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Ten Worlds

Ten Worlds

Although our lives are constantly changing and we experience a range of emotions from moment to moment, Buddhism teaches that our experience of the world can always be understood as one of ten basic states of life. These are called the Ten Worlds, and what follows is a brief impression of the positive and negative aspects of each of these worlds:

1. Hell

+ Really understanding what the state of hell feels like can lead to the desire and wisdom to help others.

– Ultimately is a life state of suffering, illustrated by depression, despair and self-destructive tendencies.

2. Hunger

+ The desire to live and achieve goals; yearning to improve things for yourself and others.

– Greed and the continuous unsatisfied desire for power, sex, money and so on.

3. Animality

+ The normal instinct to survive (sleep, eat, make love) and to protect and nurture life.

– Acting only from instinct, threatening the weak and fearing the strong; pleasure-seeking, living only in the present.

4. Anger

+ Passion to fight injustice and create a better world; a creative force for change.

– A state of egotism and self-righteousness, in which we cannot bear to lose. This will inevitably result in conflict.

5. Humanity, or Tranquility

+ At peace and in control of desires; ability to act with reason and humanity.

– A state of inactivity; unwillingness to tackle problems; thus leading to decline and negligence.

6. Rapture, or Heaven

+ Intense pleasure and happiness; heightened awareness and feeling glad to be alive.

– As it results from the achievement of desires, such happiness is short- lived. The wish for it to continue can lead to excess (drugs, materialism) and a weak, dependent attitude towards life.

7. Learning

+ Striving for self-improvement by learning new concepts through studying the teachings of others. This is the basis for realization.

– The tendency to become self-centred, to cut off from the daily realities of life or develop a dismissive attitude towards others with less knowledge.

8. Realization

+ Gaining wisdom and insight through the effects of learning and by observing the world.

– Lacking a broad view of life due to self-absorption; arrogance (i.e. ‘I know best’).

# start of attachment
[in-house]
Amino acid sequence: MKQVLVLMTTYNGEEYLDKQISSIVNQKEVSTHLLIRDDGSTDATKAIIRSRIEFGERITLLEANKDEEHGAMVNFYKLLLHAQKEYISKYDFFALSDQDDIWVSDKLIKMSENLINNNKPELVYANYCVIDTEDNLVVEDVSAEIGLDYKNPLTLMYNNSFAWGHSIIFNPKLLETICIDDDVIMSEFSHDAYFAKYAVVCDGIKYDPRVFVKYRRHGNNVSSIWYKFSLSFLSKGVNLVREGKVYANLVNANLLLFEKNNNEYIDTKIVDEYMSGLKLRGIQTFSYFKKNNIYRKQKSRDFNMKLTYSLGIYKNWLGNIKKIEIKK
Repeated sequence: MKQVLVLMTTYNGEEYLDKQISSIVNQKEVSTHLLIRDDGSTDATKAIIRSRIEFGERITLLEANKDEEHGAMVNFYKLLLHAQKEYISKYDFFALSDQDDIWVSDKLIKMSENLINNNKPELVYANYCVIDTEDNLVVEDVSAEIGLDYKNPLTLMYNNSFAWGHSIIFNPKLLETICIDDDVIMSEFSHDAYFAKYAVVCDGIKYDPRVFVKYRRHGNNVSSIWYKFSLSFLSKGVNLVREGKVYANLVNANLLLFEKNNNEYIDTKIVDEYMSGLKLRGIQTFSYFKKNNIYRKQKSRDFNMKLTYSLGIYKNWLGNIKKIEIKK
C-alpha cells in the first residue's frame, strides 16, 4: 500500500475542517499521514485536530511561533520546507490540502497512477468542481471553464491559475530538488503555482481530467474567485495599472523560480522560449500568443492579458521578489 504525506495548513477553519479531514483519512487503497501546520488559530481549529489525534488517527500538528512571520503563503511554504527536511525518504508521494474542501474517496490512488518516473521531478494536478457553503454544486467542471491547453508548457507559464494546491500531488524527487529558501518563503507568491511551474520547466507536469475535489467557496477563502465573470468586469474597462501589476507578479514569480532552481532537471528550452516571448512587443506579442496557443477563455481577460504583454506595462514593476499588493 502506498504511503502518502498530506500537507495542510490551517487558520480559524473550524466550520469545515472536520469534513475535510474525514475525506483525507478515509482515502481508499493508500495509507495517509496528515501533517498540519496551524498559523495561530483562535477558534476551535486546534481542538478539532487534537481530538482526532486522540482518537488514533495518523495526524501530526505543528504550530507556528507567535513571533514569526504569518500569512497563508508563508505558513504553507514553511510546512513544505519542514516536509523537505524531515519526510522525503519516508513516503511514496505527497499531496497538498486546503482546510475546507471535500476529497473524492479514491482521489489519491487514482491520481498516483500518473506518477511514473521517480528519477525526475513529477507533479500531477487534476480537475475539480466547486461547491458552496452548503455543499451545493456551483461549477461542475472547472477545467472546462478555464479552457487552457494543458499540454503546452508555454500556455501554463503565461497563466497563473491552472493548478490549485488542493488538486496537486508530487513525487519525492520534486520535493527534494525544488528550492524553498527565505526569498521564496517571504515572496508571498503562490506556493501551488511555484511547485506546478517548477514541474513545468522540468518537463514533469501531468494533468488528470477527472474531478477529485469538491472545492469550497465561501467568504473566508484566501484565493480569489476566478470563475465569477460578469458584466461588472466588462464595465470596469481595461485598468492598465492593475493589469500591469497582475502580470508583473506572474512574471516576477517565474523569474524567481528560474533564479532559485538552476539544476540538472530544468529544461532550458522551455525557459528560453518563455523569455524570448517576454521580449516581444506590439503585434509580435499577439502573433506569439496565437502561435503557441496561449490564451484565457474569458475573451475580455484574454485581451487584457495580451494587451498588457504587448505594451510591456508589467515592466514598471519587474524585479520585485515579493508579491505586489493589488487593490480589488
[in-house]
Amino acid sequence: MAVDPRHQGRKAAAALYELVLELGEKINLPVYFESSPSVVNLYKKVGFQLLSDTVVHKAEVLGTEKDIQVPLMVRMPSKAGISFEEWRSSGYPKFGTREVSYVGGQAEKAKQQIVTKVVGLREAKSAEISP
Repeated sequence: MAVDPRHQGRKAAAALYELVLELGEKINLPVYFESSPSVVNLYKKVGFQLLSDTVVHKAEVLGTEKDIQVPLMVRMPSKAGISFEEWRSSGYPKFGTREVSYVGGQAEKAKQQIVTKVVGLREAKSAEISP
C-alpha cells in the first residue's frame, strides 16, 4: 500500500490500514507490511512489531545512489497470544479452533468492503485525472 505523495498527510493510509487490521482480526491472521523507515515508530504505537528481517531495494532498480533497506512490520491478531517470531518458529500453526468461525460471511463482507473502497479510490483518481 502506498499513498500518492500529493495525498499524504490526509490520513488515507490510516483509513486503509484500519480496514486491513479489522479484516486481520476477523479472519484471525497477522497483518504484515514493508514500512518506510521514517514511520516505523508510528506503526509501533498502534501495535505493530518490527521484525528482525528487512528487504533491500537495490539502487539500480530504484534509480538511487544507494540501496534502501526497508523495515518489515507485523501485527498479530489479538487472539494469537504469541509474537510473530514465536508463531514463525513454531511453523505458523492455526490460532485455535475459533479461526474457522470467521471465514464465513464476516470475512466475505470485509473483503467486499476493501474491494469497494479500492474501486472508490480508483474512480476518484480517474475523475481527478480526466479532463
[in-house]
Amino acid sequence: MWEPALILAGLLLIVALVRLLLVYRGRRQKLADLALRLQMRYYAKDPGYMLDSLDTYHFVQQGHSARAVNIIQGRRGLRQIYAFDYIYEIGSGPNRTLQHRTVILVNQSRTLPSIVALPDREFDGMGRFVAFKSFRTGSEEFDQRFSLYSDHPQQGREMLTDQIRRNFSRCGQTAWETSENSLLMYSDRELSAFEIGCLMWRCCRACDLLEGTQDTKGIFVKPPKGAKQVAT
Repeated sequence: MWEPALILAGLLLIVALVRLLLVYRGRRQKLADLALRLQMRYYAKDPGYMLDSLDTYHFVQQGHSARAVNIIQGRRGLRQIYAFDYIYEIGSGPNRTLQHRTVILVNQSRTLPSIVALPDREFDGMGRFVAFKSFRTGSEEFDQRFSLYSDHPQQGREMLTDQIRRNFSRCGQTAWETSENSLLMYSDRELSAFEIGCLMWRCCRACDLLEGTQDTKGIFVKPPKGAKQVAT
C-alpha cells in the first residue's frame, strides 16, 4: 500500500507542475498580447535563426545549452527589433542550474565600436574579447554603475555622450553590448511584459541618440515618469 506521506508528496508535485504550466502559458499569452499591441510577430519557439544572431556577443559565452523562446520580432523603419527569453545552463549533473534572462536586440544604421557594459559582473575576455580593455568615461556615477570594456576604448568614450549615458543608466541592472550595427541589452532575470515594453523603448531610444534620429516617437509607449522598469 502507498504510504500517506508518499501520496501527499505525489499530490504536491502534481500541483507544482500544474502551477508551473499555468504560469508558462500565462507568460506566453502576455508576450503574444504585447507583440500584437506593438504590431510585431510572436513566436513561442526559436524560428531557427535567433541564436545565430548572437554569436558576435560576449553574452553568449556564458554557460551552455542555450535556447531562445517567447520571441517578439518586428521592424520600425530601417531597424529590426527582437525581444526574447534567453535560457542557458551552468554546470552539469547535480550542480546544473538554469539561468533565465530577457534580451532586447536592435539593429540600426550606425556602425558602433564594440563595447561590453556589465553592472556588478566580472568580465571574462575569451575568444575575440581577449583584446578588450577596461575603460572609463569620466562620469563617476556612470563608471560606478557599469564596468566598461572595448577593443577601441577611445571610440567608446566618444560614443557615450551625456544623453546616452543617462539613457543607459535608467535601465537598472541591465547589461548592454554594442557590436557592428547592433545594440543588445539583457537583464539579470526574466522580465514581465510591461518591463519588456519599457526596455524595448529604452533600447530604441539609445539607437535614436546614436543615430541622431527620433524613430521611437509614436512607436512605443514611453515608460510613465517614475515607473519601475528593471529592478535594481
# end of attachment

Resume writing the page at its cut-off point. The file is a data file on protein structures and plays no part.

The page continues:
9. Bodhisattva

The word consists of bodhi (enlightenment) and sattva (beings) and means someone who seeks enlightenment for themselves and others.

+ Compassion or acting selflessly for other people, without expecting a reward.

– Becoming ‘a martyr to the cause’, neglecting our own life or health and ultimately feeling pity or contempt for those we are trying to help.

10. Buddhahood

+ Wisdom, compassion, courage, life force which illuminates the positive aspects of each of the other nine worlds.

This life state is only positive.

The Mutual Possession of the Ten Worlds

Although it is possible to see these ten life-states to be climbed like the rungs on a ladder, this implies the need to move up the ladder a rung at a time! But the Lotus Sutra and Nichiren Daishonin’s Buddhism talk about ‘the mutual possession’ of the ten worlds. The ten worlds do not exist as separate, isolated realms. Rather, each world embraces and contains within it the potential for all the others. Even if the self-destructive world of unrelieved suffering known as hell has manifested itself in an individual’s life, the potential for the other worlds remains; any one of them can become the dominant state of that individual’s life in the very next moment. In this way, our life-condition is never static or fixed, but continues to transform itself, instant by instant, throughout our lives. This is what is referred to as the ‘mutual possession’ of the ten worlds. In the light of the theory of the ten worlds, we see that even the tormented world of hell carries within it the potential state of enlightenment. No matter how bleak our circumstances may be, at each moment we can choose to reveal the highest state of life.

Faith, Practice, Study

 

See also

2017-02-22T13:26:06+03:00
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